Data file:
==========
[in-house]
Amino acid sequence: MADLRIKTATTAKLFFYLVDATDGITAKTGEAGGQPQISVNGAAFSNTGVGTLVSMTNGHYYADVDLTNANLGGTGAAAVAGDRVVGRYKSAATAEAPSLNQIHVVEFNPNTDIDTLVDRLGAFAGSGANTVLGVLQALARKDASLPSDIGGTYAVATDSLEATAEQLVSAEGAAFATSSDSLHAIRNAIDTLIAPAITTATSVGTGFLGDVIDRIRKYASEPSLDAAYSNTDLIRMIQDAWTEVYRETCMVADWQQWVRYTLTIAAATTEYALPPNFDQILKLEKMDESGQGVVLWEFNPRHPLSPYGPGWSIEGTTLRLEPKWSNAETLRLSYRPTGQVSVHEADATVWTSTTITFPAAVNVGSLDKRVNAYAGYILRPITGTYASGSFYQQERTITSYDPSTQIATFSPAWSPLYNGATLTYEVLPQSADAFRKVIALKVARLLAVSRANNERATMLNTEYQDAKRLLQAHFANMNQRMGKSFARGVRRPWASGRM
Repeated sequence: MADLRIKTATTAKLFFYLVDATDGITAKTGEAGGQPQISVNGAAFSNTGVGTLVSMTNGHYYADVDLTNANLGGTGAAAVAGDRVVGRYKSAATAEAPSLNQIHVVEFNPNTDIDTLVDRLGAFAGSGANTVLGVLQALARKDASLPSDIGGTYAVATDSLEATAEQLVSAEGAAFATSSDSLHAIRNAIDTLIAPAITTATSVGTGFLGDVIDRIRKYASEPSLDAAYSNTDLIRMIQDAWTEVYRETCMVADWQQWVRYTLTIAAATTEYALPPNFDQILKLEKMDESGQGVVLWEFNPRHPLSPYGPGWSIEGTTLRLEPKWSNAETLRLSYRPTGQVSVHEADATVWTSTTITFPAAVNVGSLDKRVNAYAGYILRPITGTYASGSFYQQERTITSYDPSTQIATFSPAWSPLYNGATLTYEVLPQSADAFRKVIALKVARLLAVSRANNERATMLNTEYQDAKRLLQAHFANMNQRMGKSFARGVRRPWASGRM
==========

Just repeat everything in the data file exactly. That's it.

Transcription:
[in-house]
Amino acid sequence: MADLRIKTATTAKLFFYLVDATDGITAKTGEAGGQPQISVNGAAFSNTGVGTLVSMTNGHYYADVDLTNANLGGTGAAAVAGDRVVGRYKSAATAEAPSLNQIHVVEFNPNTDIDTLVDRLGAFAGSGANTVLGVLQALARKDASLPSDIGGTYAVATDSLEATAEQLVSAEGAAFATSSDSLHAIRNAIDTLIAPAITTATSVGTGFLGDVIDRIRKYASEPSLDAAYSNTDLIRMIQDAWTEVYRETCMVADWQQWVRYTLTIAAATTEYALPPNFDQILKLEKMDESGQGVVLWEFNPRHPLSPYGPGWSIEGTTLRLEPKWSNAETLRLSYRPTGQVSVHEADATVWTSTTITFPAAVNVGSLDKRVNAYAGYILRPITGTYASGSFYQQERTITSYDPSTQIATFSPAWSPLYNGATLTYEVLPQSADAFRKVIALKVARLLAVSRANNERATMLNTEYQDAKRLLQAHFANMNQRMGKSFARGVRRPWASGRM
Repeated sequence: MADLRIKTATTAKLFFYLVDATDGITAKTGEAGGQPQISVNGAAFSNTGVGTLVSMTNGHYYADVDLTNANLGGTGAAAVAGDRVVGRYKSAATAEAPSLNQIHVVEFNPNTDIDTLVDRLGAFAGSGANTVLGVLQALARKDASLPSDIGGTYAVATDSLEATAEQLVSAEGAAFATSSDSLHAIRNAIDTLIAPAITTATSVGTGFLGDVIDRIRKYASEPSLDAAYSNTDLIRMIQDAWTEVYRETCMVADWQQWVRYTLTIAAATTEYALPPNFDQILKLEKMDESGQGVVLWEFNPRHPLSPYGPGWSIEGTTLRLEPKWSNAETLRLSYRPTGQVSVHEADATVWTSTTITFPAAVNVGSLDKRVNAYAGYILRPITGTYASGSFYQQERTITSYDPSTQIATFSPAWSPLYNGATLTYEVLPQSADAFRKVIALKVARLLAVSRANNERATMLNTEYQDAKRLLQAHFANMNQRMGKSFARGVRRPWASGRM